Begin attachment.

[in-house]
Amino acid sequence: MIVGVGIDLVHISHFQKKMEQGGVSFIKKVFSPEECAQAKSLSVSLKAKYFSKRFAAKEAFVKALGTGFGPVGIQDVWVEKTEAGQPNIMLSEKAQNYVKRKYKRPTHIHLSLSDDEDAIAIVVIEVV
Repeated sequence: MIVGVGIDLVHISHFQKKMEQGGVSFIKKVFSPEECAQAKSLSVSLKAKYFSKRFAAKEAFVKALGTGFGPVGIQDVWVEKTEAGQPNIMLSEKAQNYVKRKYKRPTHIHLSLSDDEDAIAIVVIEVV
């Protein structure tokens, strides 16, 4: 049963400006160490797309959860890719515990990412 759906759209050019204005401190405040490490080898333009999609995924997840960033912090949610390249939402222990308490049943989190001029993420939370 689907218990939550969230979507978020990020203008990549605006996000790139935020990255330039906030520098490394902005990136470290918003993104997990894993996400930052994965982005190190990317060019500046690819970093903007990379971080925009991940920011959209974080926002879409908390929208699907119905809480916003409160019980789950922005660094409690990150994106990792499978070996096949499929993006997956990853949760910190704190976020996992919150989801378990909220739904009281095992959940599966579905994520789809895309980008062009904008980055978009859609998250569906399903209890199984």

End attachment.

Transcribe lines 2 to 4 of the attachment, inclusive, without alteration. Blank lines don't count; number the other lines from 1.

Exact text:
Amino acid sequence: MIVGVGIDLVHISHFQKKMEQGGVSFIKKVFSPEECAQAKSLSVSLKAKYFSKRFAAKEAFVKALGTGFGPVGIQDVWVEKTEAGQPNIMLSEKAQNYVKRKYKRPTHIHLSLSDDEDAIAIVVIEVV
Repeated sequence: MIVGVGIDLVHISHFQKKMEQGGVSFIKKVFSPEECAQAKSLSVSLKAKYFSKRFAAKEAFVKALGTGFGPVGIQDVWVEKTEAGQPNIMLSEKAQNYVKRKYKRPTHIHLSLSDDEDAIAIVVIEVV
């Protein structure tokens, strides 16, 4: 049963400006160490797309959860890719515990990412 759906759209050019204005401190405040490490080898333009999609995924997840960033912090949610390249939402222990308490049943989190001029993420939370 689907218990939550969230979507978020990020203008990549605006996000790139935020990255330039906030520098490394902005990136470290918003993104997990894993996400930052994965982005190190990317060019500046690819970093903007990379971080925009991940920011959209974080926002879409908390929208699907119905809480916003409160019980789950922005660094409690990150994106990792499978070996096949499929993006997956990853949760910190704190976020996992919150989801378990909220739904009281095992959940599966579905994520789809895309980008062009904008980055978009859609998250569906399903209890199984």